Computer Vision Seminar
Instructors: Rama Chellappa, Tapas Kanungo and Azriel Rosenfeld
Presentation Schedule and Slides
The general theme for this semester will be representations for
computer vision. This includes representations of
camera and imaging geometry, lighting, motion and action, texture,
curves and objects, uncertainty and noise, etc. Emphasis will be on
understanding the mathematical details of the representations
and methods for deriving those representations from noisy image data.
Students are responsible for doing the following things.
- Select one or a few articles from
conference proceedings or chapter(s) from books. Discuss
your choices with one of the course coordinators. Ideally
you should make your articles available for copying at least one day
prior to the previous class period, so that copies can be distributed
- Give a one hour presentation discussing the details of algorithms.
The first 15 minutes should be spent on the background and
introduction, and the rest of the time should be spent on technical
details and methods.
- Lead a discussion on the paper presented: What was the key problem?
What representation was used? What is the mathematical theory underlying
the representation? How is the representation computationally derived
from data? How do you represent the uncertainty in the derived
representation? How stable is the representation?
Are there other ways of addressing this problem? Are there faster
methods? What are the strengths and weaknesses of the representation?
What other improvements or tradeoffs are there?
- Submit a summary report of roughly four pages with a bibliography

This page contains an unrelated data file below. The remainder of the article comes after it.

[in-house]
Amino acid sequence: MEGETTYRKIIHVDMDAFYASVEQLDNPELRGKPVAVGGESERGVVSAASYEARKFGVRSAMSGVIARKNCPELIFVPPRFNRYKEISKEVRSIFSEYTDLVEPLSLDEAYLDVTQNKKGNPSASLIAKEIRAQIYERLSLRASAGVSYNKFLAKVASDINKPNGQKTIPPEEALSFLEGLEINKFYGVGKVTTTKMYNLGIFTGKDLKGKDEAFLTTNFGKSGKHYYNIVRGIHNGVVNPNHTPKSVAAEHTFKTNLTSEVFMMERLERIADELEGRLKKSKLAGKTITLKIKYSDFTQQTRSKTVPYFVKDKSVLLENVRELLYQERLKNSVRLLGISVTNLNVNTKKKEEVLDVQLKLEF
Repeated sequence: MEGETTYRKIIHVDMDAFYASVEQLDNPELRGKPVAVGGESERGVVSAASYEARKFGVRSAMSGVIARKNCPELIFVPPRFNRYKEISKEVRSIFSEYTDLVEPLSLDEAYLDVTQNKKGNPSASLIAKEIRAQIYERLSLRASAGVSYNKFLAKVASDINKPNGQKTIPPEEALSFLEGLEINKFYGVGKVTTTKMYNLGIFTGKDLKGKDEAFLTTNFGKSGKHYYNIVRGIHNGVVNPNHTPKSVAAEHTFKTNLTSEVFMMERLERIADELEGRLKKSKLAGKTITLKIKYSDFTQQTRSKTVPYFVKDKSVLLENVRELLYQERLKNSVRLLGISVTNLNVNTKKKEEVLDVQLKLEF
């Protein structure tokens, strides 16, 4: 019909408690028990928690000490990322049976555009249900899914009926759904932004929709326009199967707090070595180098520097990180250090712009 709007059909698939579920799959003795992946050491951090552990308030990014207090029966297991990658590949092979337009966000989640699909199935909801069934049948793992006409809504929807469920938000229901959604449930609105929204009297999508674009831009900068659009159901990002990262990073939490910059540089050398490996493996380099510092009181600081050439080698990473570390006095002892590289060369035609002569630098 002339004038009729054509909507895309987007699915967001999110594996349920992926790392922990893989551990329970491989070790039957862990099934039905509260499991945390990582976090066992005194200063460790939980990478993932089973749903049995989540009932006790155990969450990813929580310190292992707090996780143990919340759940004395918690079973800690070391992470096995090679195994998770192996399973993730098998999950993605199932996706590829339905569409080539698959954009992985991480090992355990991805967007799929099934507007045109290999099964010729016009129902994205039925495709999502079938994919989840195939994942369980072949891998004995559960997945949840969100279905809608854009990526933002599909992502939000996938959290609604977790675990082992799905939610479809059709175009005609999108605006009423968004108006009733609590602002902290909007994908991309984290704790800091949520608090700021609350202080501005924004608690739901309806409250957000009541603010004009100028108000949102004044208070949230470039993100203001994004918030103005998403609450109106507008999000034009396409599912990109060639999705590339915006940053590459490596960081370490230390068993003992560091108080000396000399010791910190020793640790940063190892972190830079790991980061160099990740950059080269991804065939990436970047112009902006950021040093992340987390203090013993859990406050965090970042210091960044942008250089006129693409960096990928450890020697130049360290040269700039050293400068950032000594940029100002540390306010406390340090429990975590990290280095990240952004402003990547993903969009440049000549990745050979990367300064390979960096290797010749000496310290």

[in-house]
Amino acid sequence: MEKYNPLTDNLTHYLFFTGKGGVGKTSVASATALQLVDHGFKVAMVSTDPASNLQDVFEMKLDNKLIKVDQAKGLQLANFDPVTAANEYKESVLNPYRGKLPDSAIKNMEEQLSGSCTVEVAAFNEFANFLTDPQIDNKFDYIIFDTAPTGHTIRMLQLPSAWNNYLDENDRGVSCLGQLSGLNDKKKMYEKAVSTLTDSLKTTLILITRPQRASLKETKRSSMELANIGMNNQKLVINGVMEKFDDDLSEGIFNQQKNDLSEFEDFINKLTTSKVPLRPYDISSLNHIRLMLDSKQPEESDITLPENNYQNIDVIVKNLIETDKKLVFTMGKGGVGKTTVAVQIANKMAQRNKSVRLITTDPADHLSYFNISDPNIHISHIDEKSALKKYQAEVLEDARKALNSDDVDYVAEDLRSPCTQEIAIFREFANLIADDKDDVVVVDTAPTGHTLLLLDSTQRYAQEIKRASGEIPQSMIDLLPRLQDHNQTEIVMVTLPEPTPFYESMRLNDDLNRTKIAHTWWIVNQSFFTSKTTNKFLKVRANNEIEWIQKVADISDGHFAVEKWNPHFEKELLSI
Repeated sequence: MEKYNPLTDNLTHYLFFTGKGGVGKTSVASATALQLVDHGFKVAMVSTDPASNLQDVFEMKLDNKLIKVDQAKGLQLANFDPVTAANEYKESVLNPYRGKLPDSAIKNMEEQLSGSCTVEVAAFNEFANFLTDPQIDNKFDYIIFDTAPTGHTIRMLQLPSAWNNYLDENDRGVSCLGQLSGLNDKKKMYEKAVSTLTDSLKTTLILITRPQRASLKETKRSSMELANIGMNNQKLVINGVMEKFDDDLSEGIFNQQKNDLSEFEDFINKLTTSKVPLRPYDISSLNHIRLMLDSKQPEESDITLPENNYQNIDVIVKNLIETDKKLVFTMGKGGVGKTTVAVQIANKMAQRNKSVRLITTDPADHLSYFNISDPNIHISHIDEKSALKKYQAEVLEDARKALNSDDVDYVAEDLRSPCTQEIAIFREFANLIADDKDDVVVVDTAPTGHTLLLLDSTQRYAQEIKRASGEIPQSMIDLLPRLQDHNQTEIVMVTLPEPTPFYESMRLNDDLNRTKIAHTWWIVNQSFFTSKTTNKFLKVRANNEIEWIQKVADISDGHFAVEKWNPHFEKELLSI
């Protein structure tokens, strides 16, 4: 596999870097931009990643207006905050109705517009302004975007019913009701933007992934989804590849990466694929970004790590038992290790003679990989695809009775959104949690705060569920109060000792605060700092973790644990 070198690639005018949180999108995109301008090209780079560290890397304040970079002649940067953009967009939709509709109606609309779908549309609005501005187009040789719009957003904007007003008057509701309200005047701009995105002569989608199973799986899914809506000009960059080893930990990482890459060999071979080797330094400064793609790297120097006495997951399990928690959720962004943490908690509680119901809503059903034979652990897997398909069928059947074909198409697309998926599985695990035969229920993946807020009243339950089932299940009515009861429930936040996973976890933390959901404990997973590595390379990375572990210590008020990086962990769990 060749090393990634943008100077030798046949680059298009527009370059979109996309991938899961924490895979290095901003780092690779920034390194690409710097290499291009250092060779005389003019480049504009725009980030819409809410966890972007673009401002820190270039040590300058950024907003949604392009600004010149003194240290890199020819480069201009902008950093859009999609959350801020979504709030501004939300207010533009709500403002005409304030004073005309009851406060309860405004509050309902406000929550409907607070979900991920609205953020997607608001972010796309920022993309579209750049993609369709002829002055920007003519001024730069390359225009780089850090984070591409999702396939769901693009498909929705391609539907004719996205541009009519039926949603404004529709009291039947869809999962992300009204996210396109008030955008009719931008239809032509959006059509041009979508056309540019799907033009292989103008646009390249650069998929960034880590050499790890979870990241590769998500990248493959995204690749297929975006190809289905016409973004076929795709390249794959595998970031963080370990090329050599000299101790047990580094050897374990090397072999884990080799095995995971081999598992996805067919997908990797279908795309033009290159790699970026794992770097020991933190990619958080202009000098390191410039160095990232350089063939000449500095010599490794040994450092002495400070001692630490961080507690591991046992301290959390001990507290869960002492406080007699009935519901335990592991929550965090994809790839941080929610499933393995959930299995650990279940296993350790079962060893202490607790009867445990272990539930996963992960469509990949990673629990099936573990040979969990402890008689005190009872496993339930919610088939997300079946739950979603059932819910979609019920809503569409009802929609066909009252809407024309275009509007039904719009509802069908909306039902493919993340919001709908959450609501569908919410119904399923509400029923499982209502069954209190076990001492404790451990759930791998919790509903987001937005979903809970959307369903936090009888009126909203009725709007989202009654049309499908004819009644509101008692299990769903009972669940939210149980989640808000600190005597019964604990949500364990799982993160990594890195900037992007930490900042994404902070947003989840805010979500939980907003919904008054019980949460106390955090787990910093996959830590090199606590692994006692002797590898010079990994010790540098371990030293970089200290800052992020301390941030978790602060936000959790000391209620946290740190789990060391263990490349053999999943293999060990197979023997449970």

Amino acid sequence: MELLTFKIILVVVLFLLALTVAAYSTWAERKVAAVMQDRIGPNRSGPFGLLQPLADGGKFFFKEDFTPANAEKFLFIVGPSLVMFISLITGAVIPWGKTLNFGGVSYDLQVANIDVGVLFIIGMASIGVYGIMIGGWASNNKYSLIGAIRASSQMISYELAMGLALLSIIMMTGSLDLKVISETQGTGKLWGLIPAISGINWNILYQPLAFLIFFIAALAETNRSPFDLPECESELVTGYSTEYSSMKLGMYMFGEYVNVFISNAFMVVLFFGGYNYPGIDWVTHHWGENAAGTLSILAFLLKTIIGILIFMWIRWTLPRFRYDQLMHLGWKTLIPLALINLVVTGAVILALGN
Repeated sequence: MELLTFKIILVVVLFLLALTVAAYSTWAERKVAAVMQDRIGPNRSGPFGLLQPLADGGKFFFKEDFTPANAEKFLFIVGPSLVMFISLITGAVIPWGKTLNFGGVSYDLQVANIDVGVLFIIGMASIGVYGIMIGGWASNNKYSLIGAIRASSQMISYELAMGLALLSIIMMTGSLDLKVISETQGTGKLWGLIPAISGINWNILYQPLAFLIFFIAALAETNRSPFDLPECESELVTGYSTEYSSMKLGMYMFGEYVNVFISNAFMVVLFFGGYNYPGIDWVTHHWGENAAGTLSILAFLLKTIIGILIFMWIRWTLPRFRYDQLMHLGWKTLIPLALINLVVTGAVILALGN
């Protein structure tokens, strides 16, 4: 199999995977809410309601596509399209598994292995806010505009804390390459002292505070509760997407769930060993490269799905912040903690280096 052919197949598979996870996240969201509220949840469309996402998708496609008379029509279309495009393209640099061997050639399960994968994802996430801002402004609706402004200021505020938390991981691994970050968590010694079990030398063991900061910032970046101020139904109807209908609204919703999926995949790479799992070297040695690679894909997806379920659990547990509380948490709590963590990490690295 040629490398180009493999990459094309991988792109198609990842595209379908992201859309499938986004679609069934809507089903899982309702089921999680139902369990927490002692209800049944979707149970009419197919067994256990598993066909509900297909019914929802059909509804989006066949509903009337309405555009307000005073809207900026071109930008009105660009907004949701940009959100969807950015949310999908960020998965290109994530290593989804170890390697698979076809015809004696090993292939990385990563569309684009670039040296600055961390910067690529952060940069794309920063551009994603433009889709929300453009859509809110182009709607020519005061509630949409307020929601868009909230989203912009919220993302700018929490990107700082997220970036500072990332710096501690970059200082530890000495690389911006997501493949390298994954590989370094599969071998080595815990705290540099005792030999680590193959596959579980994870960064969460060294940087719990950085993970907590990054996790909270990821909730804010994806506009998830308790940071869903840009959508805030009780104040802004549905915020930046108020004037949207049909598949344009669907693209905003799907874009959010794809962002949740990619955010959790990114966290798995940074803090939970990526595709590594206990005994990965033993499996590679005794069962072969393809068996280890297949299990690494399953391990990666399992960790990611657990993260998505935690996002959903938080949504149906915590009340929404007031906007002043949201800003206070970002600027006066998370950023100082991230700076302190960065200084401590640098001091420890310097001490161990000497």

citing related research. The report should summarize the paper and
the discussion. The document should be in Latex and the bibliography
should be in Bibtex. We plan on combining these summaries at the
end of the semester to form a survey of the area and a bibliography.
Samples will be handed out to help you in preparing these.
The following list is intended to serve as a starting point for ideas
for topics; feel free to suggest others that you think may be
interesting and appropriate:
- Light: Color spaces, surface reflectance models
- Camera: Spherical and parabolic cameras; etc.
- Action: Hidden Markov models (HMMs) and
HMM-based representations of action;
grammatical models; declarative models; Kalman filtering approaches
- Geometry: Quaternions, projective geometry, invariants
- 3D Shape: Generalized cylinders, superquadrics, surface meshes,
- 2D Shape: Moments, Fourier coefficients, skeletal representations,
splines, non-uniform rational b-splines (NURBS), deformable models
- Texture: Markov random field models for texture;
Participants will be provided with pointers to relevant conference proceedings
and books. Possible sources are:
- Proceedings of the IEEE Conference on Computer Vision
and Pattern Recognition
- Proceedings of the IEEE International Conference on Computer Vision
- Proceedings of the DARPA Image Understanding Workshop
- Proceedings of the IEEE International Conference on Image Processing
- Proceedings of the IAPR International Conference on Pattern Recognition
Grades will be based on the presentation and class participation.
This is a 2-credit seminar. However, if a student is interested in
doing a project he/she can earn 3 credits. Please contact one of
the coordinators to discuss possible projects.
Any computer vision, image processing, computer graphics, or
statistical pattern recognition class or permission of the instructor.
Meeting Time and Place
|Day ||Time ||Room |
|Tuesday || 3:30- 5:30 || AVW 4424 |